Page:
Sunday, September 16, 2012

The Caste Trap

I believe that there is such a thing as a poverty trap and that a good portion of the people born in poor families will die poor too. I also believe that any decent civilized state has a responsibility in creating enough opportunities for poor people to escape their predicament. My country's response to that was caste-based reservation (ok! ok! reservation targets other aspects of social justice than poverty alone, but let's keep it simple here). I'm not as singularly oppposed to reservation as most urban educated middle class folks from my generation are but here's my beef with it. It ends up creating a "self-reinforcing mechanism which causes casteism to persist" (and here i'm borrowing from Costas Azariadis and John Stachurski, "Poverty Traps," Handbook of Economic Growth, 2005) as this little table shows. This is from a public school in a remote village in the Pandavapura Taluka of Mysore district. They proudly show off the number of kids from the lower castes who are enrolled in their schools. They probably have targets to meet too. I'm not grudging the kids their rightful place in that school, but I cringed when I saw this kind of reporting in school after school. While attempting to dismantle the poverty trap, I believe we are creating a robust caste trap.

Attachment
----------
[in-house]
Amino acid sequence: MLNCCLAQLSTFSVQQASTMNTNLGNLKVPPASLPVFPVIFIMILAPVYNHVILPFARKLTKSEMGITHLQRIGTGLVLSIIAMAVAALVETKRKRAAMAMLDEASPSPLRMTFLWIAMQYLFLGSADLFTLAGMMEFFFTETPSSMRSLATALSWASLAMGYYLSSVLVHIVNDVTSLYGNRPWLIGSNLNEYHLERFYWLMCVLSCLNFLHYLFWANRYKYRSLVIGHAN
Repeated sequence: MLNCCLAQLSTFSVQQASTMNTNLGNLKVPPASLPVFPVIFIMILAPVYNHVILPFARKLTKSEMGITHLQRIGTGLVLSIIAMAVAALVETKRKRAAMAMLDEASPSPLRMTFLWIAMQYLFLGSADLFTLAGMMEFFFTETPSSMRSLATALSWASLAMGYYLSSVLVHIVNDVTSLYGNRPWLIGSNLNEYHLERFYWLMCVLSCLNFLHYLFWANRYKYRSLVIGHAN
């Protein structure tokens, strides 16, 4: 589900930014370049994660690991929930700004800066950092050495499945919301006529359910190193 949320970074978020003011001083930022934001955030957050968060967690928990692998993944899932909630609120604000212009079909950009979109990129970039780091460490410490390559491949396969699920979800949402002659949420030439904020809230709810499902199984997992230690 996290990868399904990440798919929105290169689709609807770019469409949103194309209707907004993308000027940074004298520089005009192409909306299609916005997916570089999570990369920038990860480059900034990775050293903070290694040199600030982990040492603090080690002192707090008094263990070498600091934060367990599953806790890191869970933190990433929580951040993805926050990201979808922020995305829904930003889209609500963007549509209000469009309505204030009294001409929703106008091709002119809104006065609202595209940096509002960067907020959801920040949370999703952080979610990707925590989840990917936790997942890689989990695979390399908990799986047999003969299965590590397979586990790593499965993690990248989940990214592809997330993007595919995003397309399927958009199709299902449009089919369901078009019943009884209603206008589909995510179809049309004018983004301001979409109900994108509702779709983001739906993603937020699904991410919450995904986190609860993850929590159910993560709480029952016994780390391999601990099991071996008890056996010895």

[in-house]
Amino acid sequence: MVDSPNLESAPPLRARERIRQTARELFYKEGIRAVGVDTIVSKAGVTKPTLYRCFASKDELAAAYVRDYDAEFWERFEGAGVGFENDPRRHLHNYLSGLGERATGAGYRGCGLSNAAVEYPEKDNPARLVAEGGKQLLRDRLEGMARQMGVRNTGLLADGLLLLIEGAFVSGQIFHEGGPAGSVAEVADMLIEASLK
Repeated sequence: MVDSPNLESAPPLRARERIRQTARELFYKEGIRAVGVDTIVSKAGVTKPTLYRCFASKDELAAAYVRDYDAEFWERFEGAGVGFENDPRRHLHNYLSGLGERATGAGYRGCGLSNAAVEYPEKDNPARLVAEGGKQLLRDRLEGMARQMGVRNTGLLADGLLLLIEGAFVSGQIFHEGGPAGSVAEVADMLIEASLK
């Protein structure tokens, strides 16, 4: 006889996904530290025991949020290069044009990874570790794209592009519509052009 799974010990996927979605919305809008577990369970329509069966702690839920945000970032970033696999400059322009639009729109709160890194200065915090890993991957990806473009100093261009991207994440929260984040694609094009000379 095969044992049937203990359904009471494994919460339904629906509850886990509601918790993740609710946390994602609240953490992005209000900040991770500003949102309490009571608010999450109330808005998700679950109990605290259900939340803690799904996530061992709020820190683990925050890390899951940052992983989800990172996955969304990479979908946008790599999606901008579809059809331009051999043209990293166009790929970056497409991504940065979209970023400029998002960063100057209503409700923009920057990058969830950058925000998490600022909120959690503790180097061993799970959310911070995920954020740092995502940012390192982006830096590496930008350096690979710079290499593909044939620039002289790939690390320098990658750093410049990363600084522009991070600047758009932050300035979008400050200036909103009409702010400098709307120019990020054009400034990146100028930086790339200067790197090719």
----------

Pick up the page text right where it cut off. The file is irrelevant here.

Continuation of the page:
Kavs said...

Argh! Caste based reservation is one vicious cycle. Probably reservation based on economic conditions would show better results - but again it's difficult to make sure that the money goes to the rightful candidates.

Shekhar said...

Did you look at the numbers? There is nothing to show off in those numbers. It has not changed anything. Schools still tend to resist fighting the "Caste trap".

Deepak said...

@kavs Sometimes I do believe that reservation based on income is harder to implement and easier to abuse, but until we've tried we won't know.

@shekhar: Agreed!Not numbers to be proud of.